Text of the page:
In other words, though it hasn’t started yet, the networks figured out how to get PAID for online viewing the same way they get paid for TV viewing.  They have NOT figured out a way to get paid for DVR viewing.

Blah, Blah, Blah, it’s STILL Commercials That Pay Most Of The Bills

I don’t mean to deliberately downplay the variety of ways outside of selling 30 second spots that networks COULD get paid and still be paid even on DVRs, but the fact is, none of those ways pays as much as people buying 30 second spots.  And for now, it appears, it’s not even close.

But When You Fast-Forward Through The Commercials – You Still See Them!

Some of you even stop for commercials you like!  I know it happens.   But most of the time you don’t stop.  And this notion that even though you just fast-forwarded past the 87,000 Subway $5 foot long commercial you’ve been subjected to since last Tuesday, you did at least SEE the Subway  branding.  The networks should get paid for that!

Certainly the networks feel the same way.  But here’s the deal:  advertisers don’t want to pay for that, and currently aren’t paying for that.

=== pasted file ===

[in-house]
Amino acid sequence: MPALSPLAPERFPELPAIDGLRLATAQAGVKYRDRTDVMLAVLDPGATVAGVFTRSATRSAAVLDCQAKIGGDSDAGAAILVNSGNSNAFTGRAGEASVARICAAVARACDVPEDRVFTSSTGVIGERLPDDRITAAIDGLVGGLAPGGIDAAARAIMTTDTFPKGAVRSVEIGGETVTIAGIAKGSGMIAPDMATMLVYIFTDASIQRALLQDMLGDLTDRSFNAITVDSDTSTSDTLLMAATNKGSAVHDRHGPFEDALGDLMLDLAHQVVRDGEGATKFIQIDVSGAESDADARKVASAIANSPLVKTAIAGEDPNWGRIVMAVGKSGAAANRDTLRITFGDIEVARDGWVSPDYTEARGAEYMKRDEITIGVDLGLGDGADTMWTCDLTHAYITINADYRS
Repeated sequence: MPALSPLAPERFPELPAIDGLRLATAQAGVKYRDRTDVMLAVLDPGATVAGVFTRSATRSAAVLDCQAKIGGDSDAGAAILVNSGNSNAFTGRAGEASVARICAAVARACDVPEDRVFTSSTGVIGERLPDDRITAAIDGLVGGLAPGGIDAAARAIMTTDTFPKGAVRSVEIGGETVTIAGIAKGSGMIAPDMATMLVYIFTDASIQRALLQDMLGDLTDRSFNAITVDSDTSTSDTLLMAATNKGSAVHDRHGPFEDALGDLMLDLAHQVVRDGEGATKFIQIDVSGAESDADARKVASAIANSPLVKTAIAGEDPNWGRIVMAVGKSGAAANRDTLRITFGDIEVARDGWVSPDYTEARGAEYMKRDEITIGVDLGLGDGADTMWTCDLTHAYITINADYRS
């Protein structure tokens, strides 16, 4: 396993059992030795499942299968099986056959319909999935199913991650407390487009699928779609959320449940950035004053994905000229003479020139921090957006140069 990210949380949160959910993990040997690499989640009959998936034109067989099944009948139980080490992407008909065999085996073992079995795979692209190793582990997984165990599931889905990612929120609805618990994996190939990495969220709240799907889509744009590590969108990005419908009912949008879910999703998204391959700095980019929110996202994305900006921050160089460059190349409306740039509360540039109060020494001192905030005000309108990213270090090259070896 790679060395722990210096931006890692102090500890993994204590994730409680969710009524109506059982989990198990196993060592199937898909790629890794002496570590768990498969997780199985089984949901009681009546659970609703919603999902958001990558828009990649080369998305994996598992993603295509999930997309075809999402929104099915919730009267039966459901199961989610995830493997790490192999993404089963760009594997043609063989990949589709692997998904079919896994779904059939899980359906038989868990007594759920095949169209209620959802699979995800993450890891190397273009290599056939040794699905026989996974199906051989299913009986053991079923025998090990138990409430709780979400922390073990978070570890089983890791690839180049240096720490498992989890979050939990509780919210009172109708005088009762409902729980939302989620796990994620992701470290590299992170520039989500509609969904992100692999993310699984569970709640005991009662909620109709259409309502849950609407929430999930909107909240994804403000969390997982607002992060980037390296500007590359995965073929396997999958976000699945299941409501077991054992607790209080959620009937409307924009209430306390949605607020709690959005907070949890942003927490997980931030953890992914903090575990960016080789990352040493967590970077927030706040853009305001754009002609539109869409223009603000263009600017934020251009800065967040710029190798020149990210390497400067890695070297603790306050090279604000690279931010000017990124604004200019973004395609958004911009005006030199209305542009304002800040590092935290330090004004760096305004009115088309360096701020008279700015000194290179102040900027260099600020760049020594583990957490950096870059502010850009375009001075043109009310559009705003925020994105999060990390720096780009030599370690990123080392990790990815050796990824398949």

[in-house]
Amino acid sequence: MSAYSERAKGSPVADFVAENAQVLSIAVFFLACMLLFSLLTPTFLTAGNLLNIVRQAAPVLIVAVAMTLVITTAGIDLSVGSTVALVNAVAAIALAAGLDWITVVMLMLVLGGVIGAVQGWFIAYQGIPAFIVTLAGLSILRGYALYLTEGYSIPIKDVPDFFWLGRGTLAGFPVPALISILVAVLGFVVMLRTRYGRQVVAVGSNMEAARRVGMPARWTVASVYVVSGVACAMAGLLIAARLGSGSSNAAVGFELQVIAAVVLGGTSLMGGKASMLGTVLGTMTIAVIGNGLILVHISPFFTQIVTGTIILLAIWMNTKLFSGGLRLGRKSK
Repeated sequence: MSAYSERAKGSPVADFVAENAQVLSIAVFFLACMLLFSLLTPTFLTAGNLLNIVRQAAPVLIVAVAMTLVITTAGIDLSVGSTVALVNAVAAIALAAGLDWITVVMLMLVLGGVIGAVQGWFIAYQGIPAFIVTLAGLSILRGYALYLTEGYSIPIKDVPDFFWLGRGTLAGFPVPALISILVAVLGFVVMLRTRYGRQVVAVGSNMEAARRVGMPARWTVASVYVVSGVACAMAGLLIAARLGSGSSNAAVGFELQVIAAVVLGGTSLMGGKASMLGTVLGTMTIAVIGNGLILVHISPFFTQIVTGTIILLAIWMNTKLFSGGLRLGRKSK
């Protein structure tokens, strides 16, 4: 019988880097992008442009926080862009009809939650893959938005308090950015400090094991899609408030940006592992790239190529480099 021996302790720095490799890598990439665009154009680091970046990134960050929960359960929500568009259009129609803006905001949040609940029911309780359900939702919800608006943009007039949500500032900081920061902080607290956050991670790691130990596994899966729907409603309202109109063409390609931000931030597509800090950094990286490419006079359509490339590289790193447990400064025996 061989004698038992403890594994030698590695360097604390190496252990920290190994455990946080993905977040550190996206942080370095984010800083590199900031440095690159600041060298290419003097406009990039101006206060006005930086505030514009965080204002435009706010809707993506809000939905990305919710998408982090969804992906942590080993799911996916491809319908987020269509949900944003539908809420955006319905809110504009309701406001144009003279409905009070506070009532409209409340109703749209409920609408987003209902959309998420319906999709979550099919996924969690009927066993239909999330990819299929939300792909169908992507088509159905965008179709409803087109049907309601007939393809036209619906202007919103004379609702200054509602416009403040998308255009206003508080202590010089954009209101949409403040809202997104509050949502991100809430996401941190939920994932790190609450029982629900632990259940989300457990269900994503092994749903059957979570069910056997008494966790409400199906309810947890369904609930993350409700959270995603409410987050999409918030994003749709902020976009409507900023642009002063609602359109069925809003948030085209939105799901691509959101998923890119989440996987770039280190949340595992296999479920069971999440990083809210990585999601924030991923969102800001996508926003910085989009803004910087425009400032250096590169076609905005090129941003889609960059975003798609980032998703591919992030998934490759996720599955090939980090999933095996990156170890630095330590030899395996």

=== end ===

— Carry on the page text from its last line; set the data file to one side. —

Product Placement!  More Product Placement!

Yes, but it’s still commercials that pay most of the bills.   If DVR viewers are making up 30% of a show’s viewing and those viewers are skipping 75% of the commercials on their DVRs, there is no way the show is going to make up for the lost revenue in product placement based on the way business is done today.

Sponsorships!

There is money to be made on sponsorships.  But today, there is much more money to be made, particularly for the broadcast networks, in having more people watching the commercials.  Something DVR viewers don’t do most of the time.  Someday maybe sponsorships and product placement might offset the losses in commercial revenues.  But that day isn’t today.

Do DVR Viewers Matter?

Oh yeah. They matter a lot.  But almost never in a good way.  More people watching on DVR is almost never “good” for the networks since they can’t make as much money on that viewing since most DVR viewers skip most commercials most of the time.     I think they do matter in the sense of the networks having a better idea about how many people want to watch their program and the networks will spin it that way.  But, at the end of the day, more DVR viewing is not good for the networks.

Bottom line: if a show has bad Live+SD program ratings, even if those ratings improve relatively somewhat with DVR viewing, ultimately it won’t be enough to save the show.

 
© 2014 Tribune Digital Ventures